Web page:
, et al
Color-Doppler US of normal cerebral venous sinuses in neonates: a comparison with MR venography
Pediatr Radiol.
; doi:

Investigators from the Hospital for Sick Children, Toronto, studied the specificity, inter-modality and inter-reader agreement of color Doppler ultrasound (CDUS) for the evaluation of cerebral venous sinuses in neonates and compared the results to magnetic resonance venography (MRV). The authors prospectively evaluated consecutive hospitalized infants referred to radiology by a neonatologist with a MRI-MRV request. Patients were included if there was a clinically indicated need for a first-time MRV and the US could be performed within 10 hours.

CDUS was performed by a pediatric radiology fellow or experienced sonographer. The CDUS was performed through the anterior fontanelle or other intersutural acoustic windows. Each vein was imaged in 2 planes. Veins were interpreted as normal/patent versus abnormal/not patent versus indeterminate or not visualized by 2 experienced pediatric radiologists blinded to clinical information and any other imaging examination results. MRVs were interpreted by 2 experienced neuroradiologists. Intermodality and inter-reader agreement was determined for CDUS and MRV. Specificity was calculated for CDUS with MRV as the gold standard.

Fifty patients with mean gestational age of 37 weeks (range 25-41) and averaging 19 days old (range 0-119 days) were evaluated. Overall inter-reader agreement for CDUS findings was 97%, 99% for MRV, and 99% and 100% for intermodality (95% CI, 96%-100%). CDUS readers had 100% agreement regarding the superior sagittal sinus, vein of Galen, and sigmoid sinuses. Straight sinus, cerebral veins, left and right transverse sinuses, and torcular Herophili agreement was considered excellent (≥90% agreement). Agreement on the inferior sagittal sinus was 82% for CDUS and 90% for MRV. With CDUS, inferior sagittal sinus flow could be seen in 24 of 31 cases where it could not be seen with MRV. MRV had technical limitations (“flow gaps”) in 20% of cases; CDUS helped prove flow in these gaps. CDUS examinations took 30 to 40 minutes. Disagreements between CDUS and MRV readers (3 cases) were due to hypoplasia of a transverse sinus, bony artifact, and limited medial visualization of a transverse sinus. Overall specificity of CDUS for disease or thrombus in the examined vessel was 80% (95% CI, 66%-90%).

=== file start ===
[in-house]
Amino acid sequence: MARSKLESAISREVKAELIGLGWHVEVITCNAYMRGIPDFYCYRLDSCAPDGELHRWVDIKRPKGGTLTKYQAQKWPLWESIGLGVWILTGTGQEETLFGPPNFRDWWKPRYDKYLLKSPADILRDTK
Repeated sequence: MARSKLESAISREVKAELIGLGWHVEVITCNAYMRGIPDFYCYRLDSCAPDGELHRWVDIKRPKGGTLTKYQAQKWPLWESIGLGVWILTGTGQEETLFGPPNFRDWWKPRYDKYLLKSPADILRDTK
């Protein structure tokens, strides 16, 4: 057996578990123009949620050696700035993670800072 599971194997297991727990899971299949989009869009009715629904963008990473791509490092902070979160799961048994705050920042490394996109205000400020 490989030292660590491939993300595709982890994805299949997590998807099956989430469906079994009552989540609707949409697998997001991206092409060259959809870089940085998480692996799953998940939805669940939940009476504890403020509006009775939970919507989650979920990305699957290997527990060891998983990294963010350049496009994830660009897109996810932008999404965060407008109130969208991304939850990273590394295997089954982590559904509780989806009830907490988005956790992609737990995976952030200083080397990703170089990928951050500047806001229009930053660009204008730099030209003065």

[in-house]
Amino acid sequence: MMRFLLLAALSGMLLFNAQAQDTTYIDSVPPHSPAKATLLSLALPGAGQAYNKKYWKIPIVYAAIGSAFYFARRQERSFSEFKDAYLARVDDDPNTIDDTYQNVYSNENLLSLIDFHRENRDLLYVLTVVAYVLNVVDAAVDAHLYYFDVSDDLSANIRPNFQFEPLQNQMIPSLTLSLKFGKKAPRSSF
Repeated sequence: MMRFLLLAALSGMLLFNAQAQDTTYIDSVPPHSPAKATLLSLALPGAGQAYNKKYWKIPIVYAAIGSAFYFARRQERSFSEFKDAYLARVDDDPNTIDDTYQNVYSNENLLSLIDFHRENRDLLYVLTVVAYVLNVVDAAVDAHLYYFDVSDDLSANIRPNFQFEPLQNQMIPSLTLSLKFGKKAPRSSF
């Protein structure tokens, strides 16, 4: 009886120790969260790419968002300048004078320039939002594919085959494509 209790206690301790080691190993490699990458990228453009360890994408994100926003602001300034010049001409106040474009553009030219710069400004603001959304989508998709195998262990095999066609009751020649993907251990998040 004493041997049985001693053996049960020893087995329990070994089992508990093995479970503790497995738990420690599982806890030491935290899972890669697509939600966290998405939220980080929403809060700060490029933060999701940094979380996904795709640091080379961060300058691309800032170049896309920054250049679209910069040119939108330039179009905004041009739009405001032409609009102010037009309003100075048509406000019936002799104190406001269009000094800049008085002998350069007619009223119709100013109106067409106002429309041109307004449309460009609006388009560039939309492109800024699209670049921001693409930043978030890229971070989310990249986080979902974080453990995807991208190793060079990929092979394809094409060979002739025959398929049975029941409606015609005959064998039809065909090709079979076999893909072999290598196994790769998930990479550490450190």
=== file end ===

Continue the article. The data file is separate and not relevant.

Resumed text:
The authors conclude that CDUS and MRV show excellent interreader and inter-modal agreement, and that CDUS has high specificity in ruling out neonatal cerebral venous thrombosis (CVT).

The risk of CVT in children is greatest among neonates and has become recognized as a key cause of neonatal brain injury associated with high mortality and poor outcome. Venous sinus thrombosis has been associated with venous brain infarction in 60% of cases and treatment with antithrombotic agents can limit clot propagation, reduce complications, and improve prognosis. However, the symptoms are nonspecific and guidance relies on neuroimaging. The current gold standard for the analysis of the intracranial sinovenous system (SVS) is MRI, specifically MRV, which...

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